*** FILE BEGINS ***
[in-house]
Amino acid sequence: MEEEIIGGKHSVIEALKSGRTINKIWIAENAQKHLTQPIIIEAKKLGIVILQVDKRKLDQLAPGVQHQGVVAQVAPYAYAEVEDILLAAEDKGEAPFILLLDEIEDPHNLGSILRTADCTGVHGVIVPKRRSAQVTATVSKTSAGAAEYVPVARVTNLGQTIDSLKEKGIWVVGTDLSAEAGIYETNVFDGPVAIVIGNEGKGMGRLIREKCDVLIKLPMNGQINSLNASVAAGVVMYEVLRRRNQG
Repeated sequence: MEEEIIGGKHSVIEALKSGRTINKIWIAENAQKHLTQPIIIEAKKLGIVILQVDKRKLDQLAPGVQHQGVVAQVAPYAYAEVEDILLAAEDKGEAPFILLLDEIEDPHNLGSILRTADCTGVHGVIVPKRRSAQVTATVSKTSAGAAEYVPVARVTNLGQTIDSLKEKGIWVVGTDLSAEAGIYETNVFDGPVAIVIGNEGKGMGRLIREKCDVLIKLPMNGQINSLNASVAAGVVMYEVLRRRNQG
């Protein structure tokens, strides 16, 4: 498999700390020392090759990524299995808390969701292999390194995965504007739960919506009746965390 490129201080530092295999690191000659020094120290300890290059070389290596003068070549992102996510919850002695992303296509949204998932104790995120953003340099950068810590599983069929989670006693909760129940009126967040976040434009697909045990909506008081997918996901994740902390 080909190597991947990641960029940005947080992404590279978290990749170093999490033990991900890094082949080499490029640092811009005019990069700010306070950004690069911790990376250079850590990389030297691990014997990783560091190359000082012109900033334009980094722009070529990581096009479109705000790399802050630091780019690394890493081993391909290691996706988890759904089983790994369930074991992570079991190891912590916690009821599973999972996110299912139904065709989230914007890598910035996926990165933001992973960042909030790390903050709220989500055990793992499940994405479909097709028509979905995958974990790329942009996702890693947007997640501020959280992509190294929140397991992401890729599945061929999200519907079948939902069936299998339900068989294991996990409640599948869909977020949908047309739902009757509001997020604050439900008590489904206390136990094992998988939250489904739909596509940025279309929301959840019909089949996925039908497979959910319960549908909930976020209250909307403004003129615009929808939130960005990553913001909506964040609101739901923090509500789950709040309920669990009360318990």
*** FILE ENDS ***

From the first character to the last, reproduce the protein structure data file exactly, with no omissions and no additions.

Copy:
[in-house]
Amino acid sequence: MEEEIIGGKHSVIEALKSGRTINKIWIAENAQKHLTQPIIIEAKKLGIVILQVDKRKLDQLAPGVQHQGVVAQVAPYAYAEVEDILLAAEDKGEAPFILLLDEIEDPHNLGSILRTADCTGVHGVIVPKRRSAQVTATVSKTSAGAAEYVPVARVTNLGQTIDSLKEKGIWVVGTDLSAEAGIYETNVFDGPVAIVIGNEGKGMGRLIREKCDVLIKLPMNGQINSLNASVAAGVVMYEVLRRRNQG
Repeated sequence: MEEEIIGGKHSVIEALKSGRTINKIWIAENAQKHLTQPIIIEAKKLGIVILQVDKRKLDQLAPGVQHQGVVAQVAPYAYAEVEDILLAAEDKGEAPFILLLDEIEDPHNLGSILRTADCTGVHGVIVPKRRSAQVTATVSKTSAGAAEYVPVARVTNLGQTIDSLKEKGIWVVGTDLSAEAGIYETNVFDGPVAIVIGNEGKGMGRLIREKCDVLIKLPMNGQINSLNASVAAGVVMYEVLRRRNQG
């Protein structure tokens, strides 16, 4: 498999700390020392090759990524299995808390969701292999390194995965504007739960919506009746965390 490129201080530092295999690191000659020094120290300890290059070389290596003068070549992102996510919850002695992303296509949204998932104790995120953003340099950068810590599983069929989670006693909760129940009126967040976040434009697909045990909506008081997918996901994740902390 080909190597991947990641960029940005947080992404590279978290990749170093999490033990991900890094082949080499490029640092811009005019990069700010306070950004690069911790990376250079850590990389030297691990014997990783560091190359000082012109900033334009980094722009070529990581096009479109705000790399802050630091780019690394890493081993391909290691996706988890759904089983790994369930074991992570079991190891912590916690009821599973999972996110299912139904065709989230914007890598910035996926990165933001992973960042909030790390903050709220989500055990793992499940994405479909097709028509979905995958974990790329942009996702890693947007997640501020959280992509190294929140397991992401890729599945061929999200519907079948939902069936299998339900068989294991996990409640599948869909977020949908047309739902009757509001997020604050439900008590489904206390136990094992998988939250489904739909596509940025279309929301959840019909089949996925039908497979959910319960549908909930976020209250909307403004003129615009929808939130960005990553913001909506964040609101739901923090509500789950709040309920669990009360318990």